More to rice than meets the eye

 Lanie C. Reyes   |  

rice seeds

This issue of Rice Today is for the birds! For the first time, the magazine sports four different covers, each featuring some of the bird species found in and around the International Rice Research Institute (IRRI) headquarters in the Philippines. (We feature even more of our feathered friends in the magazine’s special foldout centerfold.) It’s all part of Feathers in the fields: The birds of IRRI, a photo exhibit that will run from May through September (see A human-eye view of birds).

So, what do birds have to do with growing rice? Birds may have nothing to do with varietal development, but their presence is a clear indication of how rice is being grown at IRRI. Since the 1990s, its integrated pest management program has helped dramatically reduce the Institute’s use of pesticides by 96%, resulting in a healthier rice ecosystem in its experimental fields. Actually, birds have something to do with growing rice. Some do help farmers control pests (see Don’t scare away the birds!)—proof that agriculture and nature can co-exist in a mutually beneficial manner.

Speaking of peaceful co-existence, IRRI conducts collaborative work and finds ways to share rice germplasm efficiently among partner countries. But, there is more to it than meets the eye. By serendipity, its rice science is building a diplomatic bridge across the political borders of Bangladesh and India (see Rice diplomacy in South Asia).

Success stories are also happening in Africa. Read how Uganda managed to decrease its imports and improve its food security (see Uganda: blazing a trail to rice success). Ghana, on the other hand, shows the importance of growing rice through its First National Rice Festival (see Ghana celebrates rice).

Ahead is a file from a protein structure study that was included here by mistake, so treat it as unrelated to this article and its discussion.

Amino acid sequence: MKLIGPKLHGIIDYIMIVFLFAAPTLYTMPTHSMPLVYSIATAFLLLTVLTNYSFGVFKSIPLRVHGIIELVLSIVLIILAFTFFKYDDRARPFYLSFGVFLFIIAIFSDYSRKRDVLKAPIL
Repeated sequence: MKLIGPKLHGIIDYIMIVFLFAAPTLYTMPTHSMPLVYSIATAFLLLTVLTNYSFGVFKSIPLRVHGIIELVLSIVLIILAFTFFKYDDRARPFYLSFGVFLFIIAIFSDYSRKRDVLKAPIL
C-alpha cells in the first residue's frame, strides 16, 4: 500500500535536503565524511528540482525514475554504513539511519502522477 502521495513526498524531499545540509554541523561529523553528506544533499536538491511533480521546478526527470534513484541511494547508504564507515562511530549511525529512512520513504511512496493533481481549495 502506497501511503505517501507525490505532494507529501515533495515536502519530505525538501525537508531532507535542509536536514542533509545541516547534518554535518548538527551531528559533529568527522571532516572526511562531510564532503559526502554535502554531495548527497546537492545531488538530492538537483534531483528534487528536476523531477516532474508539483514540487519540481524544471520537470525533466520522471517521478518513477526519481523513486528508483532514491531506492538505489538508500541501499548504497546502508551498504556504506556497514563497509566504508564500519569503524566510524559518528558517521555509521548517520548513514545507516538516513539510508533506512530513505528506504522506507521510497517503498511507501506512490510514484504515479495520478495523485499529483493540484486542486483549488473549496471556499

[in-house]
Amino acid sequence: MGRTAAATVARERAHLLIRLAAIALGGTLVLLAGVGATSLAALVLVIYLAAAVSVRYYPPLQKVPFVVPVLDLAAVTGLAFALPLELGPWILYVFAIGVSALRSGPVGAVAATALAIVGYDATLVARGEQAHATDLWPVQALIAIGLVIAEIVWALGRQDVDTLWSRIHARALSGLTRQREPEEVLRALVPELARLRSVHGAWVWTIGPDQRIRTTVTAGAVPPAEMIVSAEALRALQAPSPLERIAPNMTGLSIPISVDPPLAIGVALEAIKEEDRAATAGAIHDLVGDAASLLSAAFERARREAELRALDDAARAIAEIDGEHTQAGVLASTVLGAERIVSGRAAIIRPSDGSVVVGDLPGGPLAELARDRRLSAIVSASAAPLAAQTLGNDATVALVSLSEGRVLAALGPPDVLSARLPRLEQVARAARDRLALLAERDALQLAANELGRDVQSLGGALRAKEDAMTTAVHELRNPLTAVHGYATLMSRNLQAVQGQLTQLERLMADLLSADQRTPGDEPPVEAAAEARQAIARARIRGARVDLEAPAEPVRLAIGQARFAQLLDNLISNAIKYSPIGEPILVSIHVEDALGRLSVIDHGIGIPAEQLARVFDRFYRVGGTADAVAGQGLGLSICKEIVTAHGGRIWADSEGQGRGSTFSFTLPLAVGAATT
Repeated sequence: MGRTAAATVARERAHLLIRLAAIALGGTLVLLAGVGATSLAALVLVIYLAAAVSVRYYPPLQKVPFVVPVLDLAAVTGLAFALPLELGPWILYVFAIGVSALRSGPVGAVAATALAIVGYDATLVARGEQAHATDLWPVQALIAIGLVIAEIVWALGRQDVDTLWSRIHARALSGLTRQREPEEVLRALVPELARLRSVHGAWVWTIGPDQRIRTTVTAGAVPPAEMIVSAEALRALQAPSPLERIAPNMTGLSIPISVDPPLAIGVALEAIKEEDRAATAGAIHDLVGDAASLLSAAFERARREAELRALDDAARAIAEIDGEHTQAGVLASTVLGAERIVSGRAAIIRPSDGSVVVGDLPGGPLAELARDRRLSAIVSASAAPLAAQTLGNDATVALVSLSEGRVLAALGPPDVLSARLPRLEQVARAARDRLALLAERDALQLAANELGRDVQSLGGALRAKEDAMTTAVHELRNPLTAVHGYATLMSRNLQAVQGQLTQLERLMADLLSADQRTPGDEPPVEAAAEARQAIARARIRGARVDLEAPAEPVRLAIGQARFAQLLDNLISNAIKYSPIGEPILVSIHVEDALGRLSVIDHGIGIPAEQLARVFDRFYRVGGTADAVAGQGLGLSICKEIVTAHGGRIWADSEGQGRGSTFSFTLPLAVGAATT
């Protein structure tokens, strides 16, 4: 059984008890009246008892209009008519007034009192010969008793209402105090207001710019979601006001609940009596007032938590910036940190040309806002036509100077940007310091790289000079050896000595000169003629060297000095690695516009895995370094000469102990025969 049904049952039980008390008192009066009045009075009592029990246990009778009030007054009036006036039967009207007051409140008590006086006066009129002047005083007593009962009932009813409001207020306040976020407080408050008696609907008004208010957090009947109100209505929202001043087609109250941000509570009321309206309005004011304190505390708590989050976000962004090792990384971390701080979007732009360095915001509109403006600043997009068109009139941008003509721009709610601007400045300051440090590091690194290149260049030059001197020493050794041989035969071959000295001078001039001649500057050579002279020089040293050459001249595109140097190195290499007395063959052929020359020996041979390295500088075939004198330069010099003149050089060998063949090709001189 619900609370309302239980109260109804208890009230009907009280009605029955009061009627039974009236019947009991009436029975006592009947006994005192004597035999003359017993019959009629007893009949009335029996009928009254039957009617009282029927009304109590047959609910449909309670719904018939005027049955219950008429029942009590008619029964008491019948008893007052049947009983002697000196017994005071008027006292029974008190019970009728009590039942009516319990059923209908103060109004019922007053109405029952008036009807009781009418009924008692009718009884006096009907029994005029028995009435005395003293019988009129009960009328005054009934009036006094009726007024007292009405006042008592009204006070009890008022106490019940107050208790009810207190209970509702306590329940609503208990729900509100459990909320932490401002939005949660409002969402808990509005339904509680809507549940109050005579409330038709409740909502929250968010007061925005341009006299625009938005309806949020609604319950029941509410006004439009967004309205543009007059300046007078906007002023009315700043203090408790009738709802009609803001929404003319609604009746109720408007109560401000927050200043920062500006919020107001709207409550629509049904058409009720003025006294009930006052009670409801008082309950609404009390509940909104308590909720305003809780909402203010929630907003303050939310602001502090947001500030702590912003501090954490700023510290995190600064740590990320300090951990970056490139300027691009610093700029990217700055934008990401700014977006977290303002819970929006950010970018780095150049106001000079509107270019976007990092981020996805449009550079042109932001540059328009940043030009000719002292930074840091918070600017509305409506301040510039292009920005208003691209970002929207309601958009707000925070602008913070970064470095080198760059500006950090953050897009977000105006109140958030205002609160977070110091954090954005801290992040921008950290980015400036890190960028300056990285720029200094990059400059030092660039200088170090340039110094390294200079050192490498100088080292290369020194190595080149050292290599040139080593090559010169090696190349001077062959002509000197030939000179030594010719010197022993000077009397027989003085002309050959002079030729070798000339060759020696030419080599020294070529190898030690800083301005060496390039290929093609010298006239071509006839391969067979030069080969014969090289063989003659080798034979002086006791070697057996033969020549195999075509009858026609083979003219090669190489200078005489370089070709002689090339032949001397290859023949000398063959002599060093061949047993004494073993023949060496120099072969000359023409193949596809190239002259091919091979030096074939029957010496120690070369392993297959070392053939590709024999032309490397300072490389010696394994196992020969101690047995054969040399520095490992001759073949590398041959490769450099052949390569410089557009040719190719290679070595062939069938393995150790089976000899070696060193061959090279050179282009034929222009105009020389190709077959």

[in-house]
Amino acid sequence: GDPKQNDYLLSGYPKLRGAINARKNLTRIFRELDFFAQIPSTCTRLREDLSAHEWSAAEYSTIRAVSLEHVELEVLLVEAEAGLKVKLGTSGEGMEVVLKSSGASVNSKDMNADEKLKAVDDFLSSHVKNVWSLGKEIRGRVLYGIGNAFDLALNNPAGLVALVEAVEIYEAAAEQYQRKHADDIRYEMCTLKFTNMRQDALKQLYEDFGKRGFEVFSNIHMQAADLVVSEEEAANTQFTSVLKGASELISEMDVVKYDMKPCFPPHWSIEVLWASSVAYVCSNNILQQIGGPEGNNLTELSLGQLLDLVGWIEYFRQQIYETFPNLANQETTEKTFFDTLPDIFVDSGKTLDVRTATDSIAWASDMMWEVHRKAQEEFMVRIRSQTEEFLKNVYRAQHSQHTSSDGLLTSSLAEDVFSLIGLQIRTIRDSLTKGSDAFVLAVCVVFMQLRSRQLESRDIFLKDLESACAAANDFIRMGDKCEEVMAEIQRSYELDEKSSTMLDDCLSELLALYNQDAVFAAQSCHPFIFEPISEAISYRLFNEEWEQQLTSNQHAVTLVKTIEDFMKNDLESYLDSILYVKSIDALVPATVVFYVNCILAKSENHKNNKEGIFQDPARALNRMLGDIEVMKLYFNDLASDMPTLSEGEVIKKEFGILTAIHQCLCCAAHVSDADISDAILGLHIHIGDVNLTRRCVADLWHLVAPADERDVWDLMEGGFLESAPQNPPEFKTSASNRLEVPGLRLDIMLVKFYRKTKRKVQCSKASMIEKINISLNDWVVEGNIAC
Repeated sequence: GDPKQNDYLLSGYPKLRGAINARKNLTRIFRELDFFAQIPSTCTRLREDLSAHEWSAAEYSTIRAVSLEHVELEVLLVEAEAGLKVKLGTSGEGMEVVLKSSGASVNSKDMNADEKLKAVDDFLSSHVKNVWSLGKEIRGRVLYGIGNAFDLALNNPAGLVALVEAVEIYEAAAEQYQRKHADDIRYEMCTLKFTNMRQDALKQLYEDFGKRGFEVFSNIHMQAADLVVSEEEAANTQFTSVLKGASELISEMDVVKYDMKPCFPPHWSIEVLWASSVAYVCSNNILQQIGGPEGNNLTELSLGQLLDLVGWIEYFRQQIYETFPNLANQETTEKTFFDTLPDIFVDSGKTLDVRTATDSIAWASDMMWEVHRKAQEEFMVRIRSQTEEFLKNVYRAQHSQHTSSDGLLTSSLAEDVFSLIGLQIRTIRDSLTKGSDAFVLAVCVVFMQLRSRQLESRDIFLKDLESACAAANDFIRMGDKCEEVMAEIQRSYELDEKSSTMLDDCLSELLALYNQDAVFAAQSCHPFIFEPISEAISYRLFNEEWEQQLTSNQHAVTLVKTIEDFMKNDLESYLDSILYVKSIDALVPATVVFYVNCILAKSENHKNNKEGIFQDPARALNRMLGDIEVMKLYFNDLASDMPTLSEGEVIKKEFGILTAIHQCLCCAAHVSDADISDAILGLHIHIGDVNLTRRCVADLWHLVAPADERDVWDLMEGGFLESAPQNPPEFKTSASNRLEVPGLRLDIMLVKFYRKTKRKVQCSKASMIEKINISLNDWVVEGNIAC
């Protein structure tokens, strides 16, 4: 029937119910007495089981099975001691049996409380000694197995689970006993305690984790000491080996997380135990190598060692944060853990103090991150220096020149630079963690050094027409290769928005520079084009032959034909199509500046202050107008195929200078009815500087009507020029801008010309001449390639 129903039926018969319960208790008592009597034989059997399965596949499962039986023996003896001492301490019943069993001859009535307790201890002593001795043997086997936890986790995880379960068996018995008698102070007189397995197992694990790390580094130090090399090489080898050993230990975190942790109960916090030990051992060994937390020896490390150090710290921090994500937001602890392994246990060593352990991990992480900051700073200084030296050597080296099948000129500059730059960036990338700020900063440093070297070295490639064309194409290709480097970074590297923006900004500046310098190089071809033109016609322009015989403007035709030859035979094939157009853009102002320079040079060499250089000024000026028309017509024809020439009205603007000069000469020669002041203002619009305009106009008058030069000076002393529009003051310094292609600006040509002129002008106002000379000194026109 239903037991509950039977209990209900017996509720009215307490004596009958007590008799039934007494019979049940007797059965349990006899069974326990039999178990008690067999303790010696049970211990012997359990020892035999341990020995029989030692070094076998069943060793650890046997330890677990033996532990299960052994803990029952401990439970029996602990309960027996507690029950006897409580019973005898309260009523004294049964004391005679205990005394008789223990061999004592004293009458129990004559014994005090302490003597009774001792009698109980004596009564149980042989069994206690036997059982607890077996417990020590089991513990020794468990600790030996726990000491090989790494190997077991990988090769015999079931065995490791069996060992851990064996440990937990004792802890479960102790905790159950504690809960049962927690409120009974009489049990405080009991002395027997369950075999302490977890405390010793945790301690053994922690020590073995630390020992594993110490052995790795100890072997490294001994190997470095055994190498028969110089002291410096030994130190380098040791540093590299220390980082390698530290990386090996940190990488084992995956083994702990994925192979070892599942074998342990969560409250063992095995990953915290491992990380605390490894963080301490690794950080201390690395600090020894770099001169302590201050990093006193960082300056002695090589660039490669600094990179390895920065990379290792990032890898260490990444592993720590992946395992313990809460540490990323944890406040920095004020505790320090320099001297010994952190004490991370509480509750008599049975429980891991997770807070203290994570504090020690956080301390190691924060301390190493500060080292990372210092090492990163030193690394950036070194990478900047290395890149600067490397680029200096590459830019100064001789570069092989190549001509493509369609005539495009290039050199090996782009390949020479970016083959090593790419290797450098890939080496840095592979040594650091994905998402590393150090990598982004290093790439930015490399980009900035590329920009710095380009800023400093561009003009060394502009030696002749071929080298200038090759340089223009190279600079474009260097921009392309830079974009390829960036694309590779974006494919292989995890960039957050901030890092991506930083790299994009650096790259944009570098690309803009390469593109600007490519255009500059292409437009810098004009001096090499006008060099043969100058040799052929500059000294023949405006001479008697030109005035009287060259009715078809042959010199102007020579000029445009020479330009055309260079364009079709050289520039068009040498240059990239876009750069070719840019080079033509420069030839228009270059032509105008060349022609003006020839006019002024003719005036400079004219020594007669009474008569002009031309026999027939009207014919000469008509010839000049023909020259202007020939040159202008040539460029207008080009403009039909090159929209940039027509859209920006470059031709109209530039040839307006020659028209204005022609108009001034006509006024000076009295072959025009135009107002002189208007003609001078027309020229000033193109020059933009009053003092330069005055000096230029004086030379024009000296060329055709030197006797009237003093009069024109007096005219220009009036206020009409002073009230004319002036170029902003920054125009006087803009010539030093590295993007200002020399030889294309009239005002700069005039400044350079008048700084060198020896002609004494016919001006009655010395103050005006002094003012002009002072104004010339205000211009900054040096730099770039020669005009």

A Chinese proverb says women hold up half of the sky. They also play a major role in agriculture, particularly in South Asia. Rice Today celebrates and acknowledges the contribution of women farmers who play a critical role in improving rice production and global food security (see Women in motion). We also have a feature on Kamala Gurung, a young gender specialist, who makes it her mission to promote gender equality and empower women farmers in South Asia (see Giving women a voice).

Dr. David Dawe, an FAO senior economist, provides an analysis on how a global rice crisis, such as that of 2007-08, could affect domestic markets (see A shock wave from global cereal price spikes?). Dr. Samarendu Mohanty, IRRI senior economist, on the other hand, analyzes the political context and how monsoons can affect the rice market in Asia (see Rice facts).

This issue’s map, The when and where of rice, shares a global perspective on when rice is planted and harvested, and where production occurs. This information is important to better assess food security, and seasonal and geographic locations of the rice supply.

And, to better serve rice farmers and consumers, and to be more efficient with resources, IRRI is overhauling its rice breeding agenda to make it more demand driven. Read how IRRI plans to undertake this change (see The pipeline grows stronger).

On the cultural aspects of rice, check out a lighthearted Japanese fable and discover a monk’s secret in The monk who ate no rice.

Finally, various industries have transformed rice husk from an unwanted farm waste into a recycled natural resource. This rice by-product is being used to provide electricity to small and remote villages in India and is ending up back on the dining table as the material used to make wood-free chopsticks—consequently saving trees (see A second life for rice husk).


Lanie C. Reyes
Rice Today managing editor

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